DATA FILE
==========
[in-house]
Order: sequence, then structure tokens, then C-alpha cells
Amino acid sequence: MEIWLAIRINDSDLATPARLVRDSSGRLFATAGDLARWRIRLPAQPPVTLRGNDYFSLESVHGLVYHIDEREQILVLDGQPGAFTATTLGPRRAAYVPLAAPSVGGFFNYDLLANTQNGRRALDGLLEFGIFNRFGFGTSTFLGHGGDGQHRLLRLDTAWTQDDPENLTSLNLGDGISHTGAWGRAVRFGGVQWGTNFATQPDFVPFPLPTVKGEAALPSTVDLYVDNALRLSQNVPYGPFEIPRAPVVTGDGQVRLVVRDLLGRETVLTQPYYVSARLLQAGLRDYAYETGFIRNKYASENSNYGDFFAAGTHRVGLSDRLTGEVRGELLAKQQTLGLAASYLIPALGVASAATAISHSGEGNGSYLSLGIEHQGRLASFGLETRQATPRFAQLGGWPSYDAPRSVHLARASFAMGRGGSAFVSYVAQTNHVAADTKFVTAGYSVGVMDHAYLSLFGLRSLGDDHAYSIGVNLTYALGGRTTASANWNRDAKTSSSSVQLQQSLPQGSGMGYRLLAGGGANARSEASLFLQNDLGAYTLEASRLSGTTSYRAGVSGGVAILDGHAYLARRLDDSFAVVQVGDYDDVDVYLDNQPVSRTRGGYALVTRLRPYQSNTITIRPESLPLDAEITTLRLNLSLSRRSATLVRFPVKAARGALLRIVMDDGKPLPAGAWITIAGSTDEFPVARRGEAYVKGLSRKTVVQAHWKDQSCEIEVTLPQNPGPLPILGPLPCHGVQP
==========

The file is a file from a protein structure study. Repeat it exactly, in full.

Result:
[in-house]
Order: sequence, then structure tokens, then C-alpha cells
Amino acid sequence: MEIWLAIRINDSDLATPARLVRDSSGRLFATAGDLARWRIRLPAQPPVTLRGNDYFSLESVHGLVYHIDEREQILVLDGQPGAFTATTLGPRRAAYVPLAAPSVGGFFNYDLLANTQNGRRALDGLLEFGIFNRFGFGTSTFLGHGGDGQHRLLRLDTAWTQDDPENLTSLNLGDGISHTGAWGRAVRFGGVQWGTNFATQPDFVPFPLPTVKGEAALPSTVDLYVDNALRLSQNVPYGPFEIPRAPVVTGDGQVRLVVRDLLGRETVLTQPYYVSARLLQAGLRDYAYETGFIRNKYASENSNYGDFFAAGTHRVGLSDRLTGEVRGELLAKQQTLGLAASYLIPALGVASAATAISHSGEGNGSYLSLGIEHQGRLASFGLETRQATPRFAQLGGWPSYDAPRSVHLARASFAMGRGGSAFVSYVAQTNHVAADTKFVTAGYSVGVMDHAYLSLFGLRSLGDDHAYSIGVNLTYALGGRTTASANWNRDAKTSSSSVQLQQSLPQGSGMGYRLLAGGGANARSEASLFLQNDLGAYTLEASRLSGTTSYRAGVSGGVAILDGHAYLARRLDDSFAVVQVGDYDDVDVYLDNQPVSRTRGGYALVTRLRPYQSNTITIRPESLPLDAEITTLRLNLSLSRRSATLVRFPVKAARGALLRIVMDDGKPLPAGAWITIAGSTDEFPVARRGEAYVKGLSRKTVVQAHWKDQSCEIEVTLPQNPGPLPILGPLPCHGVQP